Governor warns US Congress of humanitarian crisis in Puerto Rico
SAN JUAN – Gov. Ricardo Rosselló warned the U.S. government that Puerto Rico faces a humanitarian crisis due to the problems caused by Hurricane María on the island five days ago.
The worst storm to hit the island in the past 80 years left floods, landslides, areas without communication, the collapse of the power grid, severe damage to telecommunications, 15,000 people in shelters, at least 16 deaths and more than 5,500 people rescued.
After the hurricane, the lack of communication services and access to certain areas have kept regions without sufficient water, food and fuel supplies; and where there are supplies, desperate residents form hourslong lines for whatever they can get. Problems with telecommunications also resulted in a lack of cash because people cannot withdraw money from their bank accounts, use credit cards or the debit card system, which works in very few of the businesses that have opened since Thursday.
Before that, the island was already under the oversight of a fiscal control board created by U.S. Congress to adjust the local government’s finances, which faced liquidity problems and was defaulting on its $73 billion public debt. The matter is before the federal court, where a bankruptcy-like process under Title III of the Promesa federal law is underway.
For this reason, Rosselló asked Congress to provide the funds needed for Puerto Rico’s recovery after the hurricane, but the total damage sustained has yet to be calculated. He also demanded equal treatment for the U.S. citizens residing in the territory in terms of the emergency response from the federal government.
“We had already made countless efforts to be able to have government liquidity. We had over $2 billion in liquidity,” the governor said at a press conference at the Puerto Rico Convention Center in Miramar. “Now all our revenue will be wiped out. Our government won’t see revenue in the coming months and we still have countless expenses in addition to the emergency expenses. Therefore, if we don’t have the proper tools or adequate flexibility to be able to avoid a public health crisis, then we could face that humanitarian crisis.”His fourth request is an exemption from the Federal Emergency Management Agency (FEMA) requirement that the local government provide 25 percent of the total funds required to meet an emergency. This exemption, he said, should be extended by 100 percent to funds received in the future in terms of infrastructure and “permanent” repairs.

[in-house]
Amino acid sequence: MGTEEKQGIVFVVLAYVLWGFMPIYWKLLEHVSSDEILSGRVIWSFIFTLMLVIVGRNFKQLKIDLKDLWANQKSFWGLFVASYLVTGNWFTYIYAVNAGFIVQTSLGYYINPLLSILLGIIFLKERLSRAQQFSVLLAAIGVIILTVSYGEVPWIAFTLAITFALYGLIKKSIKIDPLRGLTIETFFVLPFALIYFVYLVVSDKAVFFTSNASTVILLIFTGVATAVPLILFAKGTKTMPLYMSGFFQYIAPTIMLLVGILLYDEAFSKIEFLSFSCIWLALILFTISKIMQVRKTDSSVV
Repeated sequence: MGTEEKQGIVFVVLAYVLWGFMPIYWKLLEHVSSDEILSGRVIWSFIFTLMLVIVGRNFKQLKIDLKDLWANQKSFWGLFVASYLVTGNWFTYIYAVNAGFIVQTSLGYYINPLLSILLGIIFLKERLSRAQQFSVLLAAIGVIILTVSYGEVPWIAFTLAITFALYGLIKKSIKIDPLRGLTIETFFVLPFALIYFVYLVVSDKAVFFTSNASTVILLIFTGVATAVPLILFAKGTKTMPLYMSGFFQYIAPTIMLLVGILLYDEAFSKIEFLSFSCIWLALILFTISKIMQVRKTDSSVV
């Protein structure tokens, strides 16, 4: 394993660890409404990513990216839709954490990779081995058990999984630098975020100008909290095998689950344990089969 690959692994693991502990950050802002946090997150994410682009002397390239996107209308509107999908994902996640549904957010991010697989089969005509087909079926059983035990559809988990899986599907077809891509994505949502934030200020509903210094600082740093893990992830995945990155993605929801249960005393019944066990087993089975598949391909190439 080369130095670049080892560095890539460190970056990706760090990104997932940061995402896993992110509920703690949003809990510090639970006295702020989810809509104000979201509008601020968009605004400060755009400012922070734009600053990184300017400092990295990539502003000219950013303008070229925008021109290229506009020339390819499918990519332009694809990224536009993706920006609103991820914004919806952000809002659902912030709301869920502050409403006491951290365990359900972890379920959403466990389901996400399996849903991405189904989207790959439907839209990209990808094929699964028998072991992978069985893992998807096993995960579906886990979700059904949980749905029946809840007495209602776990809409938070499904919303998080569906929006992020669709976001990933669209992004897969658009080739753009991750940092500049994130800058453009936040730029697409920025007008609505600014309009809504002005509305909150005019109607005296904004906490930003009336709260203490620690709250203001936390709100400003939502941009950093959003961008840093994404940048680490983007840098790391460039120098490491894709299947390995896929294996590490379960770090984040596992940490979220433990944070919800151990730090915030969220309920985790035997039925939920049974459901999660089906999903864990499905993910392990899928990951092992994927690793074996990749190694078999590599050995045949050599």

The last request is that Puerto Rico be provided with financing mechanisms at a time when the government can’t access bond markets. We are asking for the possibility of being able to get these federal loans with the collaboration of the [U.S.] Treasury, with the Fed [Federal Reserve], at low interest rates for Puerto Rico to supplement the government funds,” he said.
“If we cannot provide that food continues to arrive in an appropriate manner or if we don’t have access to power areas that are critical infrastructure–health, sewers, etc.–we are closer to a humanitarian crisis. What I’m doing is alerting ahead of time,” added the governor, who saw the island’s devastation from the air and ground.
Rosselló said he trusted the “solidarity” that many members of Congress have expressed, but asked them to “manifest it concretely” by sending a funding package “that can truly help Puerto Rico rebuild itself stronger than ever.”
He also said Monday that 15 routes to provide municipalities with food had been established and that there will be air routes for inaccessible towns.
Resident Commissioner Jenniffer González, he said, will investigate the situation with the island’s mail, which is managed by the U.S. Postal Service, which has yet to say when it will reestablish service, leaving residents without a access to resources.
The governor’s expressions came after a conversation with FEMA Administrator Brock Long, Sen. Marco Rubio (R-FL) and Thomas Bossert, the National Security adviser to President Donald Trump who were on the island Monday to get a firsthand look at the hurricane’s aftermath.
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